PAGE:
As does the chaos surrounding the destruction of the Volm gun. This not only seriously wounds Cochise but also seems to wipe out the rest of the Volm. However, it also introduces an element that calls the Volm itself into question. Cochise shows the ability to regenerate and heal what looks to be fatal injuries. While it is assumed that the rest of the Volm are dead, it is not unrealistic to think that they too can regenerate. That makes me wonder about the scene of Cochise and Tom looking at the ruins of the gun in a fatalistic way. Can we be sure the Volm is gone?


And even more important, can we be sure of the Volm’s intentions. After all, we have never truly seen and heard why the Volm are here and what their motives are. Can we truly believe they are here to save earth or is earth simply potential collateral damage in their battle against the Espehni? As we found out a couple of weeks ago, the use of the Volm gun, if it did not work, could destroy all organic life on earth. If that was the case, what is the point of fighting for earth knowing the casualties would be grave? Is there something in the earth’s structure that either side needs? With all fife gone, all that is left is mineral and water.

Just as Pope doesn’t trust Tom, and Weaver at times trusts no one, I’ve never trusted why the Volm has suddenly arrived to help the humans. Add in the four city points (Boston, New York, Chicago, and Jacksonville) on the Espehni power grid, which seem to cover the mineral rich Eastern US mountains, and you wonder what the true purpose of the intergalactic battle really is.

In any case, this “bridge’ episode worked well in getting many of the storylines from this season to move toward the climatic episode tonight. While much went on, including the struggle to free Hal and Maggie from the sealed off armory, there are still many questions yet to be resolved. The Volm’s intentions, the true dangers of the spikes in Ben’s back, what Karen will do next, and how the battle now expands again. I still wonder the true purpose of the President Hathaway storyline, especially since he and Cochise flew off together when the keystone was under attack. What did Arthur Manchester know or find out that was reason to kill him? Marina herself has come into question as to motivation. Can she now be trusted fully or will Weaver still doubt her?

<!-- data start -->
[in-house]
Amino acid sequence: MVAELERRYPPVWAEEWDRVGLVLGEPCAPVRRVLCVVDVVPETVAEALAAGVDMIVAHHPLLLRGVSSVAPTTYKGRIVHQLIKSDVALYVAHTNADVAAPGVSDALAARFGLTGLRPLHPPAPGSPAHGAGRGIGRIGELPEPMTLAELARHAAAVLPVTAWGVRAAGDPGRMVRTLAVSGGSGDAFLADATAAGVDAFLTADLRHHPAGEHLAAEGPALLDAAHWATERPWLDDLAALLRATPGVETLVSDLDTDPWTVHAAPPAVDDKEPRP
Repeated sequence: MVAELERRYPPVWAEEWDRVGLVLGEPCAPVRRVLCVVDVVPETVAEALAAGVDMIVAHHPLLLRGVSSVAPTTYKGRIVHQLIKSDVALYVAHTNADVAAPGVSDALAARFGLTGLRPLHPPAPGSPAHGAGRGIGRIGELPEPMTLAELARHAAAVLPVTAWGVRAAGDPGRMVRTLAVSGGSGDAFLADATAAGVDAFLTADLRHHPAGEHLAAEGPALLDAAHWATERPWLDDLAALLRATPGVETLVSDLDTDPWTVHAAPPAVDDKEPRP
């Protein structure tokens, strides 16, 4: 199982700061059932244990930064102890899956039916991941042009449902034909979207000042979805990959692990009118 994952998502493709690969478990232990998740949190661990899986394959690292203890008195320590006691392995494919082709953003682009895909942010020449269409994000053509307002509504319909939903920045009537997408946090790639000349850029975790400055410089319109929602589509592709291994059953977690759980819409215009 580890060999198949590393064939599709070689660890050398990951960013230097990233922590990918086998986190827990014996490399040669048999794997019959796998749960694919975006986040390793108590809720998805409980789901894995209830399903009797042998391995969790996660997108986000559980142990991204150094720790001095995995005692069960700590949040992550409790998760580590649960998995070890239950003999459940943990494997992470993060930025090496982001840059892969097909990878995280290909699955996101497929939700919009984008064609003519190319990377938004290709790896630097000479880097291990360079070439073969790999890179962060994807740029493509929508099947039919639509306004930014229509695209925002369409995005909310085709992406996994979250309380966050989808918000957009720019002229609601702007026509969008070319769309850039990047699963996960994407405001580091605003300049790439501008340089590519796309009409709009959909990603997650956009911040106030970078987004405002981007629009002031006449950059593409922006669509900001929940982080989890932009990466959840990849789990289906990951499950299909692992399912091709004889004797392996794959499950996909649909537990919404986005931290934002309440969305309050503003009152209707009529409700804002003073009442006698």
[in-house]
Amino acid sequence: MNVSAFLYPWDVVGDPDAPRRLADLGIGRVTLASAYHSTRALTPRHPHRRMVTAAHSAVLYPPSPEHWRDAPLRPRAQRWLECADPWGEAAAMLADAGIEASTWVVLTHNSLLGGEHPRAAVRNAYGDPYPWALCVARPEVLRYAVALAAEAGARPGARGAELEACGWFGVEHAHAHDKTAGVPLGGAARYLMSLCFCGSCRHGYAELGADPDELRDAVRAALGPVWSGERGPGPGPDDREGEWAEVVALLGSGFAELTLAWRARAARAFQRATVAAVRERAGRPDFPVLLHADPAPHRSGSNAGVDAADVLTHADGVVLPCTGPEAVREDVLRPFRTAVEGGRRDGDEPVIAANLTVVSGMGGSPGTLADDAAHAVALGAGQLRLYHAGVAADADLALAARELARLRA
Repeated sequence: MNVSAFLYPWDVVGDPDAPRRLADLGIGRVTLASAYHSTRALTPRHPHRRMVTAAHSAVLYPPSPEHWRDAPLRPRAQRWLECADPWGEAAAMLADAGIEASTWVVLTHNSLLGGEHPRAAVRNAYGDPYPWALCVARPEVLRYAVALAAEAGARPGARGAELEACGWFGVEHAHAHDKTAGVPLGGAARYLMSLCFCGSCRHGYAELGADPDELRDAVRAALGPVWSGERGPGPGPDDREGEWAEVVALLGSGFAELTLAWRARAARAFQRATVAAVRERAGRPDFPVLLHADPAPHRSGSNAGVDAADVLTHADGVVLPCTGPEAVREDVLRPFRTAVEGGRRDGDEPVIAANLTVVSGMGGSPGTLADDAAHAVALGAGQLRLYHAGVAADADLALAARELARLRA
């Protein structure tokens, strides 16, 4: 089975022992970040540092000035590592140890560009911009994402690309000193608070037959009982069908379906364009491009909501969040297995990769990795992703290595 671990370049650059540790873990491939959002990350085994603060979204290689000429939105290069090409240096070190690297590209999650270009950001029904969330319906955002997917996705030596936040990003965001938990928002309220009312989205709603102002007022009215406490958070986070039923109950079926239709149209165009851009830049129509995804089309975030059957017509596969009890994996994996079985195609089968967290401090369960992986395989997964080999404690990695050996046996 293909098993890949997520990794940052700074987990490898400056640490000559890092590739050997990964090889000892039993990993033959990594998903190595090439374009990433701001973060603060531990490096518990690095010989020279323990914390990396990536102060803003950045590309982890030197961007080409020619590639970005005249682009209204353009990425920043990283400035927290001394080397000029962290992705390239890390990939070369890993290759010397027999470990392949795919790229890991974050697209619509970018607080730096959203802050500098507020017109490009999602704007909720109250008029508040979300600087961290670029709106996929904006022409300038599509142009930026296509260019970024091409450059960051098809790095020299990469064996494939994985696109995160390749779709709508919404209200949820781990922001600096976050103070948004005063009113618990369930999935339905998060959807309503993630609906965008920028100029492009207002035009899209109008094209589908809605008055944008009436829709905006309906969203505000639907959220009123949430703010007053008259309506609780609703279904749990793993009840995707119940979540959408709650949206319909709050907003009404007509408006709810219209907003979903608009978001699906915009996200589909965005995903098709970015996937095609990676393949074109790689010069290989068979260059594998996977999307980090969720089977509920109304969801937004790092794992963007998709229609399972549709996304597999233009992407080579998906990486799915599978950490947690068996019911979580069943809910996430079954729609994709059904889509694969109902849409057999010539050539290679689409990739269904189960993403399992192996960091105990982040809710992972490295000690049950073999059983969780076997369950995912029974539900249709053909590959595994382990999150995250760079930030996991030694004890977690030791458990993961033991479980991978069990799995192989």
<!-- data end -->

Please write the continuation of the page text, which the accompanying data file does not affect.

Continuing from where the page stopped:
More questions arise that I’ll reserve to see if they get tied up tonight or remain lose. Though we can be confident that the train has left the station and that Season Four will once again expand the terrain.

And if you believe that Anne and Alexis are actually dead, I have a bridge I can sell you somewhere.

Falling Skies s3e8: STRANGE BREW (Please Come To Boston)


If you watch a show from week to week, you will find yourself repeat viewing individual favorite scenes or characters, but many times, you will watch and then move to the next episode. You may talk about the show around the real life or virtual water coolers that are available to all of us through social media.

Sometimes, though, you have to really watch something twice to get what is subtly in the story and on the screen. There may be clues missed or just subtle shadings and line readings that can change your initial opinions of that episode. I’m working on a blog post called SECOND LOOKS about the ability to revisit and re-evalute films, TV, books, and music that you’ve either experienced previously or, for some reason, you’ve dismissed as not in your entertainment wheelhouse.